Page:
The cost of living in Oman varies depending on the sort of lifestyle you wish to have and what sort of employment package you’ve managed to negotiate. Many companies offer free company accommodation, an annual accommodation allowance or an additional amount in your monthly salary to help pay the rent.
Although foreign nationals have recently been given the right to buy property on certain developments, very few of them have been completed, which means that renting is really the only option for expats. Some landlords expect a full year of rent to be paid for up front, which can lose you money if you decide to move house before the year is completed.
Average monthly rental prices for unfurnished homes (converted into equivalent US$):
1 bedroom apartment = 750 - 1,000
2 bedroom apartment = 1,000 - 1,500
3 bedroom apartment = 1,500 - 1,800
2-3 bedroom villa = 1,800 - 2,250
4+ bedroom villa = 2,300 and upwards
Serviced apartments are also available and cost between 30% and 50% more than unserviced ones. They do however come with laundry, cleaning and bed-changing services so - if you can afford it - they offer a luxurious element to your home life.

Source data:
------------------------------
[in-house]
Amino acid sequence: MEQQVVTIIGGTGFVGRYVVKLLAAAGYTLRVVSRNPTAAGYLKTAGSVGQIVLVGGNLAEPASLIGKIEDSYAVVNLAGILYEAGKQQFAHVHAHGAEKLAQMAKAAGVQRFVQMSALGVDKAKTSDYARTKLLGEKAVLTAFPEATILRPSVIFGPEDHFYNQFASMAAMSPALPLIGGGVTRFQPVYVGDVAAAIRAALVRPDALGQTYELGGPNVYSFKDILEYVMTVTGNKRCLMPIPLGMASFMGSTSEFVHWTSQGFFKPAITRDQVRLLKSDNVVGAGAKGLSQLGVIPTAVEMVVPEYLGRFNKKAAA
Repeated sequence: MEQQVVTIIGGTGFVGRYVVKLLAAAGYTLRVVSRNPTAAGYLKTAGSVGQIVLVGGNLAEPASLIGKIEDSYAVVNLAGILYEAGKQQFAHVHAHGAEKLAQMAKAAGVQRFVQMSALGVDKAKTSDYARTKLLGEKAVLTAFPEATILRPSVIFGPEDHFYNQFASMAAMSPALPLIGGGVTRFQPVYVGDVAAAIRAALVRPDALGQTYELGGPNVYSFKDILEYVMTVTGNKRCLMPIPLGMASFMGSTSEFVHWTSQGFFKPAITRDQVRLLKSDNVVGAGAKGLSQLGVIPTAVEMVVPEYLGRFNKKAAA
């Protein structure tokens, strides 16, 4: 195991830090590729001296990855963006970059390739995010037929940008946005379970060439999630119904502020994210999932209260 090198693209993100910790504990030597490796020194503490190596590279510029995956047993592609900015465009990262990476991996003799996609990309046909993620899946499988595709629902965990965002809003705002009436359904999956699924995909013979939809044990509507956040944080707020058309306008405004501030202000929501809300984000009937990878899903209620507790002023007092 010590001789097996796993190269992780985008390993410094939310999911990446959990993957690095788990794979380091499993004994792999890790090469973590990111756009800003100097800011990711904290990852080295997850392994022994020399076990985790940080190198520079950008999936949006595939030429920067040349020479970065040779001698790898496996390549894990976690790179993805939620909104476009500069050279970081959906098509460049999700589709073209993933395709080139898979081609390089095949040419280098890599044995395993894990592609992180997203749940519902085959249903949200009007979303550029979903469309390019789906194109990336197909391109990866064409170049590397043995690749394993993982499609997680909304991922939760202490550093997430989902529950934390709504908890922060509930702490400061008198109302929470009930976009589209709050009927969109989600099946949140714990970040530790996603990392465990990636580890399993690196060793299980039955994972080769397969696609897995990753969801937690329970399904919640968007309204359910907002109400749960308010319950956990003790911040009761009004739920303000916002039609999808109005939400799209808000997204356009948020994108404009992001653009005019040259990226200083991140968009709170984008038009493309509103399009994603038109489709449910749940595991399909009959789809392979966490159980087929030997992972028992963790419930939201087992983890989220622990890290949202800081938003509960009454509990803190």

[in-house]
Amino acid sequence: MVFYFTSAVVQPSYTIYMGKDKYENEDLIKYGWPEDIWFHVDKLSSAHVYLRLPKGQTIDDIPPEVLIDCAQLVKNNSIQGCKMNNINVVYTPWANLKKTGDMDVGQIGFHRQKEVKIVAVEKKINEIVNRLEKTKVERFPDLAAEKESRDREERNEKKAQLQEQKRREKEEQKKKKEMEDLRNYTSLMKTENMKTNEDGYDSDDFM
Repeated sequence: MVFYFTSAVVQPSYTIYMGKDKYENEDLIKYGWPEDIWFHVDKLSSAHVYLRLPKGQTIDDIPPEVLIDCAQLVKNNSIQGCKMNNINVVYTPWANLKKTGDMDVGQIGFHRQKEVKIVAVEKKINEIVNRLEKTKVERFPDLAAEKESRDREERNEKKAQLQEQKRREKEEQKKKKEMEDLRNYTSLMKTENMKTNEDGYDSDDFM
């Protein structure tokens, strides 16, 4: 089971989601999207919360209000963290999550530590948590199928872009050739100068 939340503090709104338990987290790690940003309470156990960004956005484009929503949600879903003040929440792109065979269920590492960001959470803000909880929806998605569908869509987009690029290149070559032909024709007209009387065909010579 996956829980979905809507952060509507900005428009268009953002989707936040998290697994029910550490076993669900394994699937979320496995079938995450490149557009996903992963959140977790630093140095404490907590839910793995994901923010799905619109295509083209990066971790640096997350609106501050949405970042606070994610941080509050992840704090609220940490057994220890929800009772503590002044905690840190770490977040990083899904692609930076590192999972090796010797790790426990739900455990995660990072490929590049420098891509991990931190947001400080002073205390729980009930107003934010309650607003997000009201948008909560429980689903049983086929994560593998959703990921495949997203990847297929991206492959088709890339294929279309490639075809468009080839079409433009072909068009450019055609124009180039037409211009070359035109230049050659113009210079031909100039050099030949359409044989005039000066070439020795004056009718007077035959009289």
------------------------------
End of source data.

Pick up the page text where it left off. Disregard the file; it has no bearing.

Utility bills are your own responsibility, and can be much higher in summer months when air-conditioning units are needed almost constantly. Thankfully, electricity, water and gas costs are subsidised by the region’s government, which owns the services. This is intended to aid locals and benefit the population as a whole. It’s worth keeping track of your payments and receipts so that you don’t get overcharged.
The price of wines and spirits is slightly lower than in the UK and US but higher than average European prices. But, because of lower import duties, most electrical items - such as TVs, DVD players, camera equipment and computer hardware/software - are generally less expensive.
Don’t forget to factor in the cost of buying or renting a car. Taxis are very expensive but, as you’d expect, petrol is extremely cheap so it’s wise to procure your own transport.
The lure of the tax-free salary is, of course, huge. But don’t be too blinded by it: you may still be required to pay taxes in your home country. Not only that, you’ll still pay taxes on products such as pork, alcohol and tobacco as well as other ‘hidden’ taxes in the form of fees, tourism levies and service charges.
Also bear in mind that the Oman rial is linked to the US dollar and you may find that the recent currency fluctuations decrease the actual value of your salary when compared with what you’d be earning at home.
Lastly, some states impose a local tax (known as baladiya) on properties to cover expenses like refuse collection and road maintenance. Usually the owner of the property is liable for this cost but you may still find yourself paying it.